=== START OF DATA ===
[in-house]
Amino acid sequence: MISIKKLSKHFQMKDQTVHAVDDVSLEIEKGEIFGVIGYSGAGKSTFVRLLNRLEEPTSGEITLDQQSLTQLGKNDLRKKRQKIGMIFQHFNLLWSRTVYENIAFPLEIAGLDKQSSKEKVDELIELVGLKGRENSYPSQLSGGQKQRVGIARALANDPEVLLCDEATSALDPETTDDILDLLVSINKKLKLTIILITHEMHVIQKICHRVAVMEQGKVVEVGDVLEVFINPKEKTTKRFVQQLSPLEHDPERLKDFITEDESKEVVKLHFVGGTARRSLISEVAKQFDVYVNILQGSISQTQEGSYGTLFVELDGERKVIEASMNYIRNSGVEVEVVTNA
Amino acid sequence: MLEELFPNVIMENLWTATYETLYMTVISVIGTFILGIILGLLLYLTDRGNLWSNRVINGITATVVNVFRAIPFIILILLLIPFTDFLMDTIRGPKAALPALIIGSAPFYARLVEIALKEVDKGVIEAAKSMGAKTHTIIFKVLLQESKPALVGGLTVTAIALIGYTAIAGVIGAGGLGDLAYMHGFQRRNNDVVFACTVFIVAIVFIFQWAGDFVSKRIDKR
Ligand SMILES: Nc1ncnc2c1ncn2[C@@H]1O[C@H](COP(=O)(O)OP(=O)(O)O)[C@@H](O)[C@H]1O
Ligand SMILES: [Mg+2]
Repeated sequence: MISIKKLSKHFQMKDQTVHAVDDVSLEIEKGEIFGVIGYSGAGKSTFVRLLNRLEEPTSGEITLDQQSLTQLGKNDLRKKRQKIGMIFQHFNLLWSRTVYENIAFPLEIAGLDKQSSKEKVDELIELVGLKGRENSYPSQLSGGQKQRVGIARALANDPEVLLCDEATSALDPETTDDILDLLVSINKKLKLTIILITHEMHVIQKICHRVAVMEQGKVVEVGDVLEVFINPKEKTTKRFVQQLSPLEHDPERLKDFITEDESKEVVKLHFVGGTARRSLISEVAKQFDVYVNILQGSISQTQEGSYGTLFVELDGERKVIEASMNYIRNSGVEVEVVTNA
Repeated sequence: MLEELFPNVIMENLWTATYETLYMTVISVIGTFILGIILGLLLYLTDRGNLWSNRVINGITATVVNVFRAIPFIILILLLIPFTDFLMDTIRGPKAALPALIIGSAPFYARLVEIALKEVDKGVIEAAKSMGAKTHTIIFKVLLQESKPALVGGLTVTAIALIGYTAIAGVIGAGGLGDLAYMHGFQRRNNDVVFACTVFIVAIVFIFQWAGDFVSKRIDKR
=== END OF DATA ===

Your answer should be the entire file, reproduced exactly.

[in-house]
Amino acid sequence: MISIKKLSKHFQMKDQTVHAVDDVSLEIEKGEIFGVIGYSGAGKSTFVRLLNRLEEPTSGEITLDQQSLTQLGKNDLRKKRQKIGMIFQHFNLLWSRTVYENIAFPLEIAGLDKQSSKEKVDELIELVGLKGRENSYPSQLSGGQKQRVGIARALANDPEVLLCDEATSALDPETTDDILDLLVSINKKLKLTIILITHEMHVIQKICHRVAVMEQGKVVEVGDVLEVFINPKEKTTKRFVQQLSPLEHDPERLKDFITEDESKEVVKLHFVGGTARRSLISEVAKQFDVYVNILQGSISQTQEGSYGTLFVELDGERKVIEASMNYIRNSGVEVEVVTNA
Amino acid sequence: MLEELFPNVIMENLWTATYETLYMTVISVIGTFILGIILGLLLYLTDRGNLWSNRVINGITATVVNVFRAIPFIILILLLIPFTDFLMDTIRGPKAALPALIIGSAPFYARLVEIALKEVDKGVIEAAKSMGAKTHTIIFKVLLQESKPALVGGLTVTAIALIGYTAIAGVIGAGGLGDLAYMHGFQRRNNDVVFACTVFIVAIVFIFQWAGDFVSKRIDKR
Ligand SMILES: Nc1ncnc2c1ncn2[C@@H]1O[C@H](COP(=O)(O)OP(=O)(O)O)[C@@H](O)[C@H]1O
Ligand SMILES: [Mg+2]
Repeated sequence: MISIKKLSKHFQMKDQTVHAVDDVSLEIEKGEIFGVIGYSGAGKSTFVRLLNRLEEPTSGEITLDQQSLTQLGKNDLRKKRQKIGMIFQHFNLLWSRTVYENIAFPLEIAGLDKQSSKEKVDELIELVGLKGRENSYPSQLSGGQKQRVGIARALANDPEVLLCDEATSALDPETTDDILDLLVSINKKLKLTIILITHEMHVIQKICHRVAVMEQGKVVEVGDVLEVFINPKEKTTKRFVQQLSPLEHDPERLKDFITEDESKEVVKLHFVGGTARRSLISEVAKQFDVYVNILQGSISQTQEGSYGTLFVELDGERKVIEASMNYIRNSGVEVEVVTNA
Repeated sequence: MLEELFPNVIMENLWTATYETLYMTVISVIGTFILGIILGLLLYLTDRGNLWSNRVINGITATVVNVFRAIPFIILILLLIPFTDFLMDTIRGPKAALPALIIGSAPFYARLVEIALKEVDKGVIEAAKSMGAKTHTIIFKVLLQESKPALVGGLTVTAIALIGYTAIAGVIGAGGLGDLAYMHGFQRRNNDVVFACTVFIVAIVFIFQWAGDFVSKRIDKR